5 accidentally transphobic phrases allies use — and what to say instead

// December 14th, 2015 // Around the globe, International


Words can be tricky — especially when you’re an ally, says Katy Dupere.

“As transgender lives and experiences increasingly come into the public sphere, our conversations about gender are getting more complex. And with those conversations comes the realization that we don’t always know what to say when describing trans identities.

But this learning curve offers a chance for us to get a little more inclusive and intentional with what we say. It’s an opportunity that, for allies, is as essential as it is complicated.”

As an organisation that embraces working within and for the complete same sex attracted and gender diverse community, the Anti-Violence Project invites individuals within the trans community to discuss parallels and divergences between this view within the community in the USA and the views of the trans community within Victoria and Australia. We want your views!

The original article can be found here:

One Response to “5 accidentally transphobic phrases allies use — and what to say instead”

  1. Sally says:

    I do a lot of talks and i introduce myself “hi im Sally and im a trans girl, before i walked in here i was just Sally and the moment i walk out that door i am just Sally again” I dont feel the need to tell anyone my pronouns after that. That usually makes some think. I clarify what i mean by saying “I dont think of myself as trans, I am just me”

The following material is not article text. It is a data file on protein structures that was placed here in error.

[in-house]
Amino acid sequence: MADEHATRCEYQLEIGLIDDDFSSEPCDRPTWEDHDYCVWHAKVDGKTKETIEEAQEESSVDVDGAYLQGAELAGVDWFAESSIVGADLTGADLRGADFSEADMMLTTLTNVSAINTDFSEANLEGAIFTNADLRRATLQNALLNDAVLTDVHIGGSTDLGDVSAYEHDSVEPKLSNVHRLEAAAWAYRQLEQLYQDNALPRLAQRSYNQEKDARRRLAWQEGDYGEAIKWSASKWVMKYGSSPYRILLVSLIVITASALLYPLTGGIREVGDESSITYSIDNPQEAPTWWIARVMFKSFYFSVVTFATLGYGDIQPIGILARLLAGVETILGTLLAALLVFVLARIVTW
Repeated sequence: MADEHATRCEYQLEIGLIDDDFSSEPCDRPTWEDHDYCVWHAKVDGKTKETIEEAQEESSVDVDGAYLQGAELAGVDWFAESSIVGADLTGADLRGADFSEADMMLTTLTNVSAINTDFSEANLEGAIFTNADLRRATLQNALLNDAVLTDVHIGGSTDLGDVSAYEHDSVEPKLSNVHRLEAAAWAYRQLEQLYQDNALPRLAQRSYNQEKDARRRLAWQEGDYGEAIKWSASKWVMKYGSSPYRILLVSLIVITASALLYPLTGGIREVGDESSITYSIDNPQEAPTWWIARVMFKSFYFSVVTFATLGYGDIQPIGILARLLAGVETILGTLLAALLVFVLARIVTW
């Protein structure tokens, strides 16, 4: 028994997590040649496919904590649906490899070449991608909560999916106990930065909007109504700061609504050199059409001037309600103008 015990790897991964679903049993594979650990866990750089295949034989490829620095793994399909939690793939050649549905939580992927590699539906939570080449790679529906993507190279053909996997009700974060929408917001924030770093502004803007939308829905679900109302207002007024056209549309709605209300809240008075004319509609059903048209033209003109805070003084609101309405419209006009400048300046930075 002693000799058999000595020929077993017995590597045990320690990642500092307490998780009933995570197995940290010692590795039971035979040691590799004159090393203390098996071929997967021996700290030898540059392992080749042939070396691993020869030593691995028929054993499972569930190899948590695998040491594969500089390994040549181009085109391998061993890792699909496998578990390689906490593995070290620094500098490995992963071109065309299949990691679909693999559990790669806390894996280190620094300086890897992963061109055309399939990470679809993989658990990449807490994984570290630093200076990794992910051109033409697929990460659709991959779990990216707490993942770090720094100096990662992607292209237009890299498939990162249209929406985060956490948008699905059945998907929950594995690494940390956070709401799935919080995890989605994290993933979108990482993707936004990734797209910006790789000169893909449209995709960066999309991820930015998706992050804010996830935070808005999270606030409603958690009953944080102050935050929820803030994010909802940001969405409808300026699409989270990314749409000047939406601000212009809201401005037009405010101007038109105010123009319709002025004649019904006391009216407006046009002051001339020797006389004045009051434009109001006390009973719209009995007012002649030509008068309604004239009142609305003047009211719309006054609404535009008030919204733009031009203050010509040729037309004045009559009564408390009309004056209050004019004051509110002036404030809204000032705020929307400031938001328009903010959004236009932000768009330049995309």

Having just read the full article i am now against the words “preferred pronoun/s”… i think “my pronouns are” rings with a truer feeling. I listened to SSA and GD people at a forum introducing themselves along with “my preferred pronouns are…. no ! why do we have to justify ourselves…
    The USA seems to be rather sensitive to correctness on a lot of things around trans issues… i haven’t heard the expressions “female-bodied” or “male-bodied” used to any degree… im a girl, I have girl friends and I have male friends.. their bodies or how they identify have nothing to do with our friendships.

    I really think that people should just refer to people by there name… that way there is no need for gender markers… less chance to make pronoun errors…. try it… it works..Just say Sally wrote an article… there is no need to say she , ooh is she a she and make a slip of the tongue, wrote an article
    Or as i tell the new recruits at the Vic Police academy, “if you are unsure what to say or how to address someone… ask them… its a great ice breaker to a conversation”

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